Exodus is one of the greatest books in the Bible.
The story of the Exodus
It tells the story of Moses and how God calls him to take on the mighty ruler of Egypt who is persecuting and murdering the Israelite people.
It takes ten plagues - rivers that turn to blood, swarms of frogs, gnats, flies and locusts, a pestilence that kills the Egyptians’ cattle, an affliction of boils, hailstorms, three days of total darkness and a sickness that kills the firstborn son of every Egyptian family – before Pharaoh finally says yes to Moses’s demand to ‘let my people go!’ And even then, he chases after the Israelites and is only defeated when his army are drowned as they pursue them across the Red Sea and the waters that had recently parted suddenly return.
It’s a story of deliverance from evil. And it’s a story that is the foundation of the Jewish faith.
But the story does not stop there.
Grumbling in the wilderness
Moses and the Israelites journey on through the wilderness - in search of the land that God has promised to lead them - ‘a good and spacious land, a land flowing with milk and honey.’
After a couple of months, however, the Israelites are growing impatient in finding this land. They are starving and they start complaining. They start to think they would have been better off staying in Egypt. It was dreadful being in slavery but is it worse to have freedom yet die of starvation in the wilderness?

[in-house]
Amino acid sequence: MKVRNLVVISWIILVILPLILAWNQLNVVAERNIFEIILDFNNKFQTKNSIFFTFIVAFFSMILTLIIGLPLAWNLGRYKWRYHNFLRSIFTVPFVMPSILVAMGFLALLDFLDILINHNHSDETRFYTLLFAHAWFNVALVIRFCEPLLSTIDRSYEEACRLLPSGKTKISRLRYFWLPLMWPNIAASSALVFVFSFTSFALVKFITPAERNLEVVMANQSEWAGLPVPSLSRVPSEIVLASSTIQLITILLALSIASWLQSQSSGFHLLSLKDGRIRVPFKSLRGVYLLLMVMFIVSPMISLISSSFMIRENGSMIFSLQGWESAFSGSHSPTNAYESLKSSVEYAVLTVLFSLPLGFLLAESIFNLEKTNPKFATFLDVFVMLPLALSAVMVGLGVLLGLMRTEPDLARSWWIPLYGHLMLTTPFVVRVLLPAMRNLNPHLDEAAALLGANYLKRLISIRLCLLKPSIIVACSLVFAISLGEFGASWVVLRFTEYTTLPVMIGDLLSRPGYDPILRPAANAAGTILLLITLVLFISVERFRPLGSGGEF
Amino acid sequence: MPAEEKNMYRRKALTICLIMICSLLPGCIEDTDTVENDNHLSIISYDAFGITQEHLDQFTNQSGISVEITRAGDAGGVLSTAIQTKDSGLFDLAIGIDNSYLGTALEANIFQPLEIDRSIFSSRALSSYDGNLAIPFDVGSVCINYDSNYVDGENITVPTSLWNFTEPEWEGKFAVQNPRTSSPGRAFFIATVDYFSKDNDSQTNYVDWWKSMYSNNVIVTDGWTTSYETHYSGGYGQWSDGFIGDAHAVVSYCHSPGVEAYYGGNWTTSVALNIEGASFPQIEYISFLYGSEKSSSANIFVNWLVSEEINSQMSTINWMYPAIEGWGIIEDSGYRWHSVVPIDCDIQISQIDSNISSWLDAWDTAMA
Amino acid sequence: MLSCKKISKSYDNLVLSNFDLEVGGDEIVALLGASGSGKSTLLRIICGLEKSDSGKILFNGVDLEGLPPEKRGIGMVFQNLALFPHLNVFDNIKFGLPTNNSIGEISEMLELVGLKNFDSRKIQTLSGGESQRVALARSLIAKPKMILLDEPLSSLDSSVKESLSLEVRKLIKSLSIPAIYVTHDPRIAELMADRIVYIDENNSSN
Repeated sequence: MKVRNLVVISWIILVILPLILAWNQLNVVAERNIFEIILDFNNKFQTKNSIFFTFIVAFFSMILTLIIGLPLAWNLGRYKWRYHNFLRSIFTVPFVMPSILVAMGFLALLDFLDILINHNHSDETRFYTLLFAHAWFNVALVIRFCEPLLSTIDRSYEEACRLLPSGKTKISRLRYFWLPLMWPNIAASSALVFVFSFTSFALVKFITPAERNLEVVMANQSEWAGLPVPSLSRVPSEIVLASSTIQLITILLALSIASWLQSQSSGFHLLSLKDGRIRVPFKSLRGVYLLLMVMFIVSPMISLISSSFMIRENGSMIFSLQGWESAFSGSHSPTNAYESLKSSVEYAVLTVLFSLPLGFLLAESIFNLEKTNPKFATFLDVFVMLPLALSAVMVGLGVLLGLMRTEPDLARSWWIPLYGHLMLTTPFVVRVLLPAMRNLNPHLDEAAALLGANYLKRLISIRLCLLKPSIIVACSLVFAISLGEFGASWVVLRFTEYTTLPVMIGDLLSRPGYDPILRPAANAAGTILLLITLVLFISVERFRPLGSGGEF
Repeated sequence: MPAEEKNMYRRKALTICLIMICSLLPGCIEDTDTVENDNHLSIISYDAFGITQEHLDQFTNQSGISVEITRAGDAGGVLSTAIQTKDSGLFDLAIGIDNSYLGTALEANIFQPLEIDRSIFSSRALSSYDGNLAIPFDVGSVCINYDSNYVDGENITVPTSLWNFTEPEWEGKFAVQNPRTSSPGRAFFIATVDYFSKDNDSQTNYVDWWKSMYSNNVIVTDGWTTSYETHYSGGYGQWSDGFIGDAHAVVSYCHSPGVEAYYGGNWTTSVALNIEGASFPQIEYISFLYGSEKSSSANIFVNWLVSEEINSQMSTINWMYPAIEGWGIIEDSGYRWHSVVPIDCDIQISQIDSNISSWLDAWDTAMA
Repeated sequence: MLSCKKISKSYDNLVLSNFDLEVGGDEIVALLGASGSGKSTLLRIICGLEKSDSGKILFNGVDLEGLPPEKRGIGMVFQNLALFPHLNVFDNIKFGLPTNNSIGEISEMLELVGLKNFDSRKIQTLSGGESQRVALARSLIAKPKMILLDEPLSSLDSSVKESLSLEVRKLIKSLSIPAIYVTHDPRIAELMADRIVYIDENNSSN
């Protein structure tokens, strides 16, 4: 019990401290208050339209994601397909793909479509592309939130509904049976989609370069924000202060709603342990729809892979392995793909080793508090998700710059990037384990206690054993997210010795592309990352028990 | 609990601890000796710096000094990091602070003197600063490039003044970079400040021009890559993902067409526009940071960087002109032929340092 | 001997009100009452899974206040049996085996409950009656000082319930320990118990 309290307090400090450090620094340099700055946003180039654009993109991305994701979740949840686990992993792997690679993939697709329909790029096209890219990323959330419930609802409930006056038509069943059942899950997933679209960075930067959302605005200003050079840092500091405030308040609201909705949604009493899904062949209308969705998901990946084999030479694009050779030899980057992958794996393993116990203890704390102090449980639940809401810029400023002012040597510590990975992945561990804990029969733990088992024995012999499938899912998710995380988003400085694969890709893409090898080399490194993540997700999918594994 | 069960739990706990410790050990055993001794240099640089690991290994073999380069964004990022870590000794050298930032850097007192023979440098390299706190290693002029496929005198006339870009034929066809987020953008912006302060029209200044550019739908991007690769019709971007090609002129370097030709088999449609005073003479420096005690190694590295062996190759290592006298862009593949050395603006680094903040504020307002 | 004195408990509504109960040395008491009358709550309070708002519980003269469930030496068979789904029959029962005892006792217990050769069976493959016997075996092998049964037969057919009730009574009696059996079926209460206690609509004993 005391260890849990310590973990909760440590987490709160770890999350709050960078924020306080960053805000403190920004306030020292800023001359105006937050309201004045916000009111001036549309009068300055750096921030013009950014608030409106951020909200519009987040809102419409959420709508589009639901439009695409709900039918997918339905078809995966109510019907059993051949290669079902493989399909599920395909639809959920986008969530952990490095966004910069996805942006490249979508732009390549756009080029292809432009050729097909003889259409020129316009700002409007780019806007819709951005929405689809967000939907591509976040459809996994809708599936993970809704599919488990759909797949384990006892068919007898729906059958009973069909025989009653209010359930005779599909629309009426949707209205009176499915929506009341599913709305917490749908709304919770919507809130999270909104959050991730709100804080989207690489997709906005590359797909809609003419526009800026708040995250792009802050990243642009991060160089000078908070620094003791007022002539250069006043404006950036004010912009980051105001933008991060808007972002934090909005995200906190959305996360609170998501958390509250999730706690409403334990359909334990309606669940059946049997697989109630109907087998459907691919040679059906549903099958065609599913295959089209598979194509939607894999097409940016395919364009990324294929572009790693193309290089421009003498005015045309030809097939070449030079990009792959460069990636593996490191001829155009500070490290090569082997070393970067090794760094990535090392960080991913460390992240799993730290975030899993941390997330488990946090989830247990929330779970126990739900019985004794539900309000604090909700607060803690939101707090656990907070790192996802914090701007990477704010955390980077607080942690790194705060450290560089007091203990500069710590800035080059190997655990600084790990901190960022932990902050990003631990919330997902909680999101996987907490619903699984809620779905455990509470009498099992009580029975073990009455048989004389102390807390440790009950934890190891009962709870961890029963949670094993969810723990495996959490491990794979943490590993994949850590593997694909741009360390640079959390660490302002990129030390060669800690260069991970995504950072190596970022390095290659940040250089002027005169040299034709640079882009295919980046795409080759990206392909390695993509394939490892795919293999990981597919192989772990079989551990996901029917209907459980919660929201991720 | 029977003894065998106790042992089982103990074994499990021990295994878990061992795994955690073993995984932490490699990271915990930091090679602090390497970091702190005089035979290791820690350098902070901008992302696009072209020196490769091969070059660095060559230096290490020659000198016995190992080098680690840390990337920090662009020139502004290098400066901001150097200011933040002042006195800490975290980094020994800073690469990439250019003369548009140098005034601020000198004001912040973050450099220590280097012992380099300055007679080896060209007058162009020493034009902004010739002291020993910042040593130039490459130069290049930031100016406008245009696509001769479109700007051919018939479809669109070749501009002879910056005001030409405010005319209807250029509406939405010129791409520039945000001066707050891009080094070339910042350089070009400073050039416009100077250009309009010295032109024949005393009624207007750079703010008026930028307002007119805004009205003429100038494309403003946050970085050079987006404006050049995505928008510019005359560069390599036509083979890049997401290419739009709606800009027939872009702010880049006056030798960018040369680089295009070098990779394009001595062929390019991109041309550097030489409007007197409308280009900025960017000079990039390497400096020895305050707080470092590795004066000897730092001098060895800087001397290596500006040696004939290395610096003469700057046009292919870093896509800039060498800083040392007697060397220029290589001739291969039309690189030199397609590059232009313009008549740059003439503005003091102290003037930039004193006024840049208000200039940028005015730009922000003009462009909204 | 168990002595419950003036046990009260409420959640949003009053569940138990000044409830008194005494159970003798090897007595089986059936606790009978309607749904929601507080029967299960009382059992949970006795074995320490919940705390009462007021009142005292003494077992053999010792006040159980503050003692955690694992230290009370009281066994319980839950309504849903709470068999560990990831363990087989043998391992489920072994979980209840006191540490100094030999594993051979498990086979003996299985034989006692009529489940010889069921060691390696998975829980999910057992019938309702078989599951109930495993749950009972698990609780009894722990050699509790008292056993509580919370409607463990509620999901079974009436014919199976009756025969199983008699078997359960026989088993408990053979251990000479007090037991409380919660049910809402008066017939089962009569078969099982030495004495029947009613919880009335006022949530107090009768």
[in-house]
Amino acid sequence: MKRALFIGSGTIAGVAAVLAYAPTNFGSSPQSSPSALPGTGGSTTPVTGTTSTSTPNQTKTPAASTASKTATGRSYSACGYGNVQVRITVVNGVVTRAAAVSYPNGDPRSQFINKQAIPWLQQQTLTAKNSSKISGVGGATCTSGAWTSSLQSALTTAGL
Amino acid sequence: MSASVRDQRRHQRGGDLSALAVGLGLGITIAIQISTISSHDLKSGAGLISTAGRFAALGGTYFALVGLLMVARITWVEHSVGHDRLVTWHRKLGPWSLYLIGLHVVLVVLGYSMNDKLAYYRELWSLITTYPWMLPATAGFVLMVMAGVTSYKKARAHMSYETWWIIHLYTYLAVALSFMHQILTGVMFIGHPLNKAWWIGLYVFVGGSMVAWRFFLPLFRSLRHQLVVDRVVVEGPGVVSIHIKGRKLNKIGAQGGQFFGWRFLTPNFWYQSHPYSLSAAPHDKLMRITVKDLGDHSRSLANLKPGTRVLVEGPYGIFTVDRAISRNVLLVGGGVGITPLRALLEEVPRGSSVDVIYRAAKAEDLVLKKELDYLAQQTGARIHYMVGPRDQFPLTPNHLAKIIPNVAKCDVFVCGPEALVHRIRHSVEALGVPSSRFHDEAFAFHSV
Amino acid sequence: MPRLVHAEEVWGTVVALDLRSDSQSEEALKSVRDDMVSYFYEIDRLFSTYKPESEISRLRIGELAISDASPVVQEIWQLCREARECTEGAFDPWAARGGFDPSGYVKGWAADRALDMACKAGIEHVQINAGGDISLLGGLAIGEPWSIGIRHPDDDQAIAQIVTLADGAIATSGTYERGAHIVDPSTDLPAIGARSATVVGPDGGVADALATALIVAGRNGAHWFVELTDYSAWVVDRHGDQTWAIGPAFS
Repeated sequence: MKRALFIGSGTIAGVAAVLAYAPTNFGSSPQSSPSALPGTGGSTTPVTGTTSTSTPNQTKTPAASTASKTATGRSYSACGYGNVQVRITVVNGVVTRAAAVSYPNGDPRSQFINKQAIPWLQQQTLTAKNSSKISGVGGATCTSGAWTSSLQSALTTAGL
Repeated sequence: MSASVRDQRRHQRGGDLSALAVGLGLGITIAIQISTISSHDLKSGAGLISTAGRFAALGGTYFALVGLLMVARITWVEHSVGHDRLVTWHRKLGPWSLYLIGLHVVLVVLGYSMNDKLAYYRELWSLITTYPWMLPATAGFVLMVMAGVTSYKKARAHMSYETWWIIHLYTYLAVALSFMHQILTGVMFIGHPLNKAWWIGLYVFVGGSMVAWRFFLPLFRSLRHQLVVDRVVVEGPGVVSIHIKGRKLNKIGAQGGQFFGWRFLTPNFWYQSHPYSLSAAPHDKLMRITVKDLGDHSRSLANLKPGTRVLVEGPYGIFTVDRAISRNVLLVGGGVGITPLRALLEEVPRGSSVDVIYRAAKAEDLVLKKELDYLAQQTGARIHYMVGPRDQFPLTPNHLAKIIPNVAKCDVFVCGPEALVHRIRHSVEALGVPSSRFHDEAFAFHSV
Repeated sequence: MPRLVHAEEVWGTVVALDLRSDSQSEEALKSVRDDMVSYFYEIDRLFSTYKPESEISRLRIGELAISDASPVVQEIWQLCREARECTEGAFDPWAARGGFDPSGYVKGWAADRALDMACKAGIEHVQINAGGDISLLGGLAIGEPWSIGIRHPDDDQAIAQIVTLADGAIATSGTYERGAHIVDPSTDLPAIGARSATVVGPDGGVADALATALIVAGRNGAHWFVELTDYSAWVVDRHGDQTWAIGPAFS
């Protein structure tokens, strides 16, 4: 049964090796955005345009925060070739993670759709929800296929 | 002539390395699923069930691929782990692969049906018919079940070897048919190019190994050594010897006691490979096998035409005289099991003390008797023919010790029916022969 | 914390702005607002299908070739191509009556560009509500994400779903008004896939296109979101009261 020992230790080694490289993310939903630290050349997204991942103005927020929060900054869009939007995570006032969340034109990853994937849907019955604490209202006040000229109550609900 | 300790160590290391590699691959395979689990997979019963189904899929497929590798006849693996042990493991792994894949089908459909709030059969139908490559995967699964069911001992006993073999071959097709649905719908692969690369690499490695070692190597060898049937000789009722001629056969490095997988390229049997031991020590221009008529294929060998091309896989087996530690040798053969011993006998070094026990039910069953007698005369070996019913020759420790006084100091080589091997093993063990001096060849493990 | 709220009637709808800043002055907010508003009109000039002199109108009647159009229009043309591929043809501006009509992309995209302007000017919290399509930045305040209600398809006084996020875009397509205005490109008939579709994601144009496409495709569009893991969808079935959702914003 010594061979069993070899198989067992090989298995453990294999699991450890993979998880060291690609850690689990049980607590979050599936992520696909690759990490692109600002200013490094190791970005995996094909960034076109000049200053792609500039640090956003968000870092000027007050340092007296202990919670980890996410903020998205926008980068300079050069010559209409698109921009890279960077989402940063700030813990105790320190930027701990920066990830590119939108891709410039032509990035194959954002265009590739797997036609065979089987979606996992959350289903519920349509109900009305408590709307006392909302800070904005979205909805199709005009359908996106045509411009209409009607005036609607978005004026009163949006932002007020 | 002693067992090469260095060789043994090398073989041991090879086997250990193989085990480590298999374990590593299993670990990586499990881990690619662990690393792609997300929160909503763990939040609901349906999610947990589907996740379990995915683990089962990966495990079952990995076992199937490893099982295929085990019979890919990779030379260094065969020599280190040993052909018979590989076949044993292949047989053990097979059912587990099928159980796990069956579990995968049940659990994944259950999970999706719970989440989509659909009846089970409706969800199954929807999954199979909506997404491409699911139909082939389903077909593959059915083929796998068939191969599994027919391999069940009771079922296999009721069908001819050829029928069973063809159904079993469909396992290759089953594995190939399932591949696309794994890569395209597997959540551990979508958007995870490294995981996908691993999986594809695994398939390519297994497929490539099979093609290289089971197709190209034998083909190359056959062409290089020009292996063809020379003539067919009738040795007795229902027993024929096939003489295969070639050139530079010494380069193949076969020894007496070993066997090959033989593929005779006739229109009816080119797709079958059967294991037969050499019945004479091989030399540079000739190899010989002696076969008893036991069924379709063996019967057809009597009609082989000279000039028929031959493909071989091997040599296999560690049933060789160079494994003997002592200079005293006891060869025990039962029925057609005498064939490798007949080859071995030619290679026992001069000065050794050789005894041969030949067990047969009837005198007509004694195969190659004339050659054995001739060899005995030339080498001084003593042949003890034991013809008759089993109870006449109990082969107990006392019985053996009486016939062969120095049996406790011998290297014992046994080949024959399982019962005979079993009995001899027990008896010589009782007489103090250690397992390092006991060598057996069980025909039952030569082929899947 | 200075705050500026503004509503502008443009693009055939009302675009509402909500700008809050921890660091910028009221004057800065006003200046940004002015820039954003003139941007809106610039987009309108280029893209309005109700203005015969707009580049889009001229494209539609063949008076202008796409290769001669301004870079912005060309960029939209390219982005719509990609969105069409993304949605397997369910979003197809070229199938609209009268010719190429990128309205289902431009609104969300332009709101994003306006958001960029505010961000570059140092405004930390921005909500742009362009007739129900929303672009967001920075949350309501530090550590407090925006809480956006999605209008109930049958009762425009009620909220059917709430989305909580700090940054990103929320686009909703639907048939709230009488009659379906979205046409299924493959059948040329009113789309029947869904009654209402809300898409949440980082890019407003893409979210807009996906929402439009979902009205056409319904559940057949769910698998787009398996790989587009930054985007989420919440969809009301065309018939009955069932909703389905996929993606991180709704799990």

Bread from heaven
So God rains manna – bread from heaven – every morning for them.
But just enough manna to feed each Israelite each day. God says that it is a test – to see whether the Israelites will trust Him to provide just what they need for each day. He says they are not to take anything more than exactly what they need for that day – an ‘omer’ per person.
So the Israelites go out to gather the manna. And some take too much. And some are left with too little. But when they get it back to camp and measure it out, they discover that each person has exactly an omer.
The curse of taking too much
Then Moses tells then to eat their whole rations and keep nothing back for the next day, trusting that the Lord will provide again.
But some of them are fearful and untrusting and they keep a store of their rations. And the following morning they discover that the manna has ‘bred worms and was foul.’
This little story is the first of many in the Bible that warns us against hoarding and not trusting that God will provide.
Why this story is important to us today
In our current circumstances, people are understandably fearful.
But we are told, first, that there is plenty of food and, secondly, that if we only take what we need for right now then there will be plenty for absolutely everyone.
It was distressing to see Dawn Bilbrough, a critical care nurse, in tears on the TV the other night because she’d been unable to get to a food shop until after her shift and then found the shelves were almost completely empty.
So, may we remember the Israelites in the wilderness with their manna.
May we trust that God will provide and one of the ways He will do that is by giving us soft hearts - that make us want to leave as much food on the shelves as possible. For others.